Ardlui Crossing

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Ardlui (Ard Laoigh) is a hamlet at the north end of Loch Lomond, Britain’s largest freshwater loch. The station is across the busy A82 road from the hotel, holiday lodges and marina. The picture shows north and southbound trains crossing at Ardlui Station – a procedure which has been in place since the 100 mile-long main line was opened as a single track to Fort William in 1894. It is a scheduled stop for all trains, except the Caledonian Sleeper, which calls by request only.

Loch Lomond has two distinct parts, the wide southern end dotted with large islands and surrounded, for the most part by relatively lower farmland and the wide delta of the river Endrick.  At the narrow northern end the Loch is hemmed in by rugged mountains and Ardlui is located near where this narrow section of the loch ends. It is a spectacular location in a dramatic landscape with access to Ben Vorlich, which rises almost immediately behind Ardlui. The above picture shows the most northerly part of the loch. It has been taken from above ‘Pulpit Rock’ looking north to Stuckendroin farm and beyond to Ardlui. A service train can just be discerned on the extreme left of the picture, passing Stuckendroin, on its approach to Ardlui Station.

Northbound Caledonian Sleeper, north of Ardlui in Lower Glen Falloch, July 2015.

Oban to Glasgow Queen Street service passes Stuckendroin at the head of Loch Lomond and just South of Ardlui, July 2013.

A ferry service also enables access to the east side of the loch and access to Ben Lomond. The Ardlui Hotel and Marina provides a range of leisure opportunities to enjoy the Loch and surroundings. The entrance to Ardlui Station leads directly off the busy A82 road and great care is required since there is no pavement and the narrow road carries a high volume of traffic. It is necessary to cross the road to access a path on the far side which leads left to the Ardlui Hotel.

Empty Alumina train descends thro’ Glen Falloch, November 2016.

Passing thro’ Glen Falloch, West Coast Class 37 37516 ‘Loch Laidon’ heads an empty stock train north for the ‘Jacobite’ service.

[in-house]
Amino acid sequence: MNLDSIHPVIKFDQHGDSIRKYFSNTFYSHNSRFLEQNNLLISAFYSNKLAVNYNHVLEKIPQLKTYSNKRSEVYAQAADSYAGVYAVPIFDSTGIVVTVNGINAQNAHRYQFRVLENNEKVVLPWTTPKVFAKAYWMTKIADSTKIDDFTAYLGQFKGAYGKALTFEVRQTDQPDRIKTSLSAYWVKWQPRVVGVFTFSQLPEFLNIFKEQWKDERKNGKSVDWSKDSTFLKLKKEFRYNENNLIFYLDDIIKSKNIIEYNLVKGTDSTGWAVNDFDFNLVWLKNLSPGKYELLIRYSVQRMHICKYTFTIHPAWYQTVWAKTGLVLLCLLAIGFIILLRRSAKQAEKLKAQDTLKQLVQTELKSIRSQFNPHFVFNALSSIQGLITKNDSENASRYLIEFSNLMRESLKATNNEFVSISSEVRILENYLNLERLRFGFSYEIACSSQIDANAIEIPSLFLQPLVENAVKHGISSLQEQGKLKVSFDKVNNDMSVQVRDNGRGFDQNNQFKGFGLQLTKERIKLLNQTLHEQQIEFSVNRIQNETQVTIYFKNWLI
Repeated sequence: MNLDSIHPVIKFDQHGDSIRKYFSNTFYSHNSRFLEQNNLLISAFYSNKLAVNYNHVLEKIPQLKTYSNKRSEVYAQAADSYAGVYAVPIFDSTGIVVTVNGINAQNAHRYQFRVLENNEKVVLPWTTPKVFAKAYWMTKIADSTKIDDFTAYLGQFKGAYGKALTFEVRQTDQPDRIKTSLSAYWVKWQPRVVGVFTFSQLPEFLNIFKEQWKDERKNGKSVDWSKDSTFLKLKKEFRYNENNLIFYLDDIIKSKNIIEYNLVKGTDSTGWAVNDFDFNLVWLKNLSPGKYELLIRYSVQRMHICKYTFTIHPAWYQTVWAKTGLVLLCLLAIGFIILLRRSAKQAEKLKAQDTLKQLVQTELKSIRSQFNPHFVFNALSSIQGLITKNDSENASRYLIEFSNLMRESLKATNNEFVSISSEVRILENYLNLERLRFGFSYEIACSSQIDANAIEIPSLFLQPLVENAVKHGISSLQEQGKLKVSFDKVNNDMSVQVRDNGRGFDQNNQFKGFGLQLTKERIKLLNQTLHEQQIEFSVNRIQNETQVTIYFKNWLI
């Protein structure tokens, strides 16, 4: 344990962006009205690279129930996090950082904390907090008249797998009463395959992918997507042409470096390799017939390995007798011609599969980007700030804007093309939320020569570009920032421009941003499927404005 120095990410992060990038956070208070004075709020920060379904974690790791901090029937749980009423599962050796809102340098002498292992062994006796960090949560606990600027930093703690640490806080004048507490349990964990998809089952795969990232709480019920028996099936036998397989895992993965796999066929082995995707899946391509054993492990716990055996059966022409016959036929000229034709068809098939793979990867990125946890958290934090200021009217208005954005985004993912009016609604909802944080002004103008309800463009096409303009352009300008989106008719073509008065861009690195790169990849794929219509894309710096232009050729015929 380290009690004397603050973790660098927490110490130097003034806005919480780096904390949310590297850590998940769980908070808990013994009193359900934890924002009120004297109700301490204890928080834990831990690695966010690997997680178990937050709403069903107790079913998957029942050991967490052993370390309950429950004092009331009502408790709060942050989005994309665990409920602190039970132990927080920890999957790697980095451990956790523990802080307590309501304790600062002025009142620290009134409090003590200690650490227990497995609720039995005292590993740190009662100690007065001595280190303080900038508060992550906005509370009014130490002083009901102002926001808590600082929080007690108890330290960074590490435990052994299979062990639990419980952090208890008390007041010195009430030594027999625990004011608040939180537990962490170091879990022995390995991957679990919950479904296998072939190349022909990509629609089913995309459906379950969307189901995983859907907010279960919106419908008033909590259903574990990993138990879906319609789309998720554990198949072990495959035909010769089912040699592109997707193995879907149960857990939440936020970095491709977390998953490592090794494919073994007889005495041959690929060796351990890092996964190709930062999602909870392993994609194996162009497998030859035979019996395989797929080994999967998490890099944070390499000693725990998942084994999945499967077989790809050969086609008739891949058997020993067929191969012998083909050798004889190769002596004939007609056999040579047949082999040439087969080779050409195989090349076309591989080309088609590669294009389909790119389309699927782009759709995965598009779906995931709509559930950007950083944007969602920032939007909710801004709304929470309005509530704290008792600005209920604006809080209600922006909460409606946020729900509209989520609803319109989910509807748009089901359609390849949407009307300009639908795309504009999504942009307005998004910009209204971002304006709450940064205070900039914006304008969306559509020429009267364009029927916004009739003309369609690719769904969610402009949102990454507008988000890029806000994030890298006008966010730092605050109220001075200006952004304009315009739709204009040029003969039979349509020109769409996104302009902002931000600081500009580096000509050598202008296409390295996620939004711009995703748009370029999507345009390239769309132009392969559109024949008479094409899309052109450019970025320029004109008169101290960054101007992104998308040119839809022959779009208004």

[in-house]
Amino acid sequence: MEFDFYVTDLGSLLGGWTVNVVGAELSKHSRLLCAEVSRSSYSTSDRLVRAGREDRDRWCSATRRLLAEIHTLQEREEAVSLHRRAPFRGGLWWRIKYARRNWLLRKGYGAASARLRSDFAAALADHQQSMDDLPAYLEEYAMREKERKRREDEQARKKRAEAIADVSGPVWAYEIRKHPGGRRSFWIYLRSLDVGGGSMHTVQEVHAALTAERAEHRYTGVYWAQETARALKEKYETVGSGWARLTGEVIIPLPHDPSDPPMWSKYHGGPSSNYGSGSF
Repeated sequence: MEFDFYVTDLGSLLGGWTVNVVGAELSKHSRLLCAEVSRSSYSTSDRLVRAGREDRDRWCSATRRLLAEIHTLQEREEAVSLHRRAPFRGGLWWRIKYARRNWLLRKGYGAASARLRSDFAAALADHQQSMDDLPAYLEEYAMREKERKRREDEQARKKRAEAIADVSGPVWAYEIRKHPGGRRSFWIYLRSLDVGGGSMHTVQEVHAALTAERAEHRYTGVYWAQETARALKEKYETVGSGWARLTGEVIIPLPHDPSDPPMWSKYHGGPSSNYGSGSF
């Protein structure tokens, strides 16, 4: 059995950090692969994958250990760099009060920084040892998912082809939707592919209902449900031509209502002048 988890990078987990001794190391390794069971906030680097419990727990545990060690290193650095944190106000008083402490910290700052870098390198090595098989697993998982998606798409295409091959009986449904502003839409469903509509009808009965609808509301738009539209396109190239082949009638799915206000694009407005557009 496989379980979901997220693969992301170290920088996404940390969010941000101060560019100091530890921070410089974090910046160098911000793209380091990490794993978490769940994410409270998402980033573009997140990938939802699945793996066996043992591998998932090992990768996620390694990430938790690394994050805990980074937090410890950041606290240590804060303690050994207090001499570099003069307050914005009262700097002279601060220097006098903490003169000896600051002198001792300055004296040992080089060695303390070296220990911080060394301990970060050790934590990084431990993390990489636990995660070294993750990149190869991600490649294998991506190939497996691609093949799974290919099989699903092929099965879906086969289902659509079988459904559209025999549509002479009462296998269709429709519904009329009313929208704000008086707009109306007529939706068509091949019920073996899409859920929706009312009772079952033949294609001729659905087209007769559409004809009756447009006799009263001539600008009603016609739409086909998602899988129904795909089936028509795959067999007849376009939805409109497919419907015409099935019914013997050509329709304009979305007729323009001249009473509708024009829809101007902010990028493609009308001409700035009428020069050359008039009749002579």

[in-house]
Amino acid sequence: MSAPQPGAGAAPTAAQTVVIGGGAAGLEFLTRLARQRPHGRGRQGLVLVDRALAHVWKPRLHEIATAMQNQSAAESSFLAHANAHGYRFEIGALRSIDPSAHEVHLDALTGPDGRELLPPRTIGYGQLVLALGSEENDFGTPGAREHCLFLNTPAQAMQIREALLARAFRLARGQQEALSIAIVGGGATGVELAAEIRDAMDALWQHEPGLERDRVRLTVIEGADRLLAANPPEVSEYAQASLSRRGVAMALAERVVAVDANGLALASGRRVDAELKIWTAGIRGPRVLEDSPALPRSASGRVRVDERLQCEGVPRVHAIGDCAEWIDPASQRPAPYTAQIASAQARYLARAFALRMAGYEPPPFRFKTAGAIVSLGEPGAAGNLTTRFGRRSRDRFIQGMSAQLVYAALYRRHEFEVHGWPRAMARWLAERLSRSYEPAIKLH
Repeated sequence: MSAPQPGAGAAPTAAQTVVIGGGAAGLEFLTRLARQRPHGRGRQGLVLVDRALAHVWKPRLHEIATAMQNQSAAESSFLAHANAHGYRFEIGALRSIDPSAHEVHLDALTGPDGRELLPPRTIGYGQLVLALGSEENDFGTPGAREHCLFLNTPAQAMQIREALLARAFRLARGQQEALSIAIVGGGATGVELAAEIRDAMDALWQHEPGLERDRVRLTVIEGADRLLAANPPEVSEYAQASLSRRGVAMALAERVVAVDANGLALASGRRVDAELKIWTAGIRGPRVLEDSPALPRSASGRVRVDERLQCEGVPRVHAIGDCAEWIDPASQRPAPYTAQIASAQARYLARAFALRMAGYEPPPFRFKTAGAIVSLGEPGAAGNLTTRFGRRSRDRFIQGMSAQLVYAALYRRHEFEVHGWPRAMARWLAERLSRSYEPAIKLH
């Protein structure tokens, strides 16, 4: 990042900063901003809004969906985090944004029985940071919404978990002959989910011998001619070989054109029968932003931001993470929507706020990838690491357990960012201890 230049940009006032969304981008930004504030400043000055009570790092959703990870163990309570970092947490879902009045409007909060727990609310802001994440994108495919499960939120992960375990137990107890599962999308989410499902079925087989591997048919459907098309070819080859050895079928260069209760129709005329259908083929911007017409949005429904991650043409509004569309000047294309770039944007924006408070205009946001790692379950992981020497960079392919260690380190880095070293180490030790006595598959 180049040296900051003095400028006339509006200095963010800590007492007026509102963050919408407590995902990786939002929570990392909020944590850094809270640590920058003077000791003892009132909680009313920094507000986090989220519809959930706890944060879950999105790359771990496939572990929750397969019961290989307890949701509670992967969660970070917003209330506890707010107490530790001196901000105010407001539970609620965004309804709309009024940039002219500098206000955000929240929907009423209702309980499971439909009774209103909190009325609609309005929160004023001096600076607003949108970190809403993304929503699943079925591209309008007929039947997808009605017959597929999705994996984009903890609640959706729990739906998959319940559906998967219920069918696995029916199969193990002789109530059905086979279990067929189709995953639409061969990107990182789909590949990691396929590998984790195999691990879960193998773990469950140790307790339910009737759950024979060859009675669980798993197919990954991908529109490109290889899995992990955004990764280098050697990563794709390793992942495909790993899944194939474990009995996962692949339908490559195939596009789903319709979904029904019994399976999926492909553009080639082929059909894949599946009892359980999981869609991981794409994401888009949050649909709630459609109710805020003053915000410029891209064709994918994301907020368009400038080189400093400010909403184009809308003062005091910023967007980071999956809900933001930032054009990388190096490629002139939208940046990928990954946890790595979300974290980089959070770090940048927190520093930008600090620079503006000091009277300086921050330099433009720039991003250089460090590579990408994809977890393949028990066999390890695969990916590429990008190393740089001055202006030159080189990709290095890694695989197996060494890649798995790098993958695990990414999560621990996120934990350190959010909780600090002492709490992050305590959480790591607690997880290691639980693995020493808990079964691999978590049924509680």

Oban train climbing up through Glen Falloch in January.

Glen Falloch is a narrow valley linking the top (northern end) of Loch Lomond to Crianlarich, a major communications hub in the Central Highlands. It follows the River Falloch which is spectacular when in spate and ‘The Falls of Falloch’ make a popular tourist attraction for road visitors. The railway assumes a higher position and rail travellers obtain a spectacular view, away above the road, as the train approaches the Glen Falloch Viaduct over the Dubh Eas (Black Water) which is a tributary of the River Falloch. The Dubh Eas has carved a deep ravine, so deep and sheer that the railway is almost as high above the foot of the ravine as the Forth Rail Bridge is above the Forth.

The K4, No. 61994 The Great Marquess, making a spirited climb up Glen Falloch from Ardlui to Crianlarich September 2009. Note the open cylinder draincock. Designed by Gresley specifically for the  the steep gradients, tight curves and limited allowable axle weight from Glasgow to Mallaig, the K4 has 3 cylinders, a 2-6-0 wheel arrangement, 200psi boiler and a 36,598lb tractive effort. It entered service in 1938 and is the only K4 in preservation. This was a steam charter for the Railway Touring Company’s ‘The West Highlander’ to Fort William.

North-bound Class 66 passes over the Glen Falloch Viaduct with Alumina for the Fort William Smelter. The train runs from Blyth in Northumbria. At present this is the only scheduled freight on the line. 

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